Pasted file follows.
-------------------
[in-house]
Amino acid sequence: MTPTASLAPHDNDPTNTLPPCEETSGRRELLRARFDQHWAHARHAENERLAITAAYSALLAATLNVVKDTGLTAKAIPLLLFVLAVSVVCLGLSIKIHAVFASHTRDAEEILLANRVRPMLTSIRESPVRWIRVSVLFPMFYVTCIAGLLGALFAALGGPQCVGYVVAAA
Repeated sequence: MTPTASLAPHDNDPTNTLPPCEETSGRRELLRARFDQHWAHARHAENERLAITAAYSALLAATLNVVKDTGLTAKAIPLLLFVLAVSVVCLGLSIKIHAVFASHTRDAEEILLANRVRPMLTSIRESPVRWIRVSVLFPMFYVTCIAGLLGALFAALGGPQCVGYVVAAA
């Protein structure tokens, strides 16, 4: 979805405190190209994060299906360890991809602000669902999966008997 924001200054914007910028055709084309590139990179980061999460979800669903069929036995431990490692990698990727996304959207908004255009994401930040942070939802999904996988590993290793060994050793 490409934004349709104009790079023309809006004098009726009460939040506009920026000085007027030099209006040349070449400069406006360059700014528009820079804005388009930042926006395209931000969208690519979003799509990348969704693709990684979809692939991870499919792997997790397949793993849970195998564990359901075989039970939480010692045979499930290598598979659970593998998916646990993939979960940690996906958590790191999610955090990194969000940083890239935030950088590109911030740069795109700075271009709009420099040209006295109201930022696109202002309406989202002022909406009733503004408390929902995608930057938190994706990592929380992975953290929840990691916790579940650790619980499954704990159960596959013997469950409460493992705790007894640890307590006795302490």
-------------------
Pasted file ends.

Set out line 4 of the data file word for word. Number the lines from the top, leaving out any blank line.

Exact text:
């Protein structure tokens, strides 16, 4: 979805405190190209994060299906360890991809602000669902999966008997 924001200054914007910028055709084309590139990179980061999460979800669903069929036995431990490692990698990727996304959207908004255009994401930040942070939802999904996988590993290793060994050793 490409934004349709104009790079023309809006004098009726009460939040506009920026000085007027030099209006040349070449400069406006360059700014528009820079804005388009930042926006395209931000969208690519979003799509990348969704693709990684979809692939991870499919792997997790397949793993849970195998564990359901075989039970939480010692045979499930290598598979659970593998998916646990993939979960940690996906958590790191999610955090990194969000940083890239935030950088590109911030740069795109700075271009709009420099040209006295109201930022696109202002309406989202002022909406009733503004408390929902995608930057938190994706990592929380992975953290929840990691916790579940650790619980499954704990159960596959013997469950409460493992705790007894640890307590006795302490």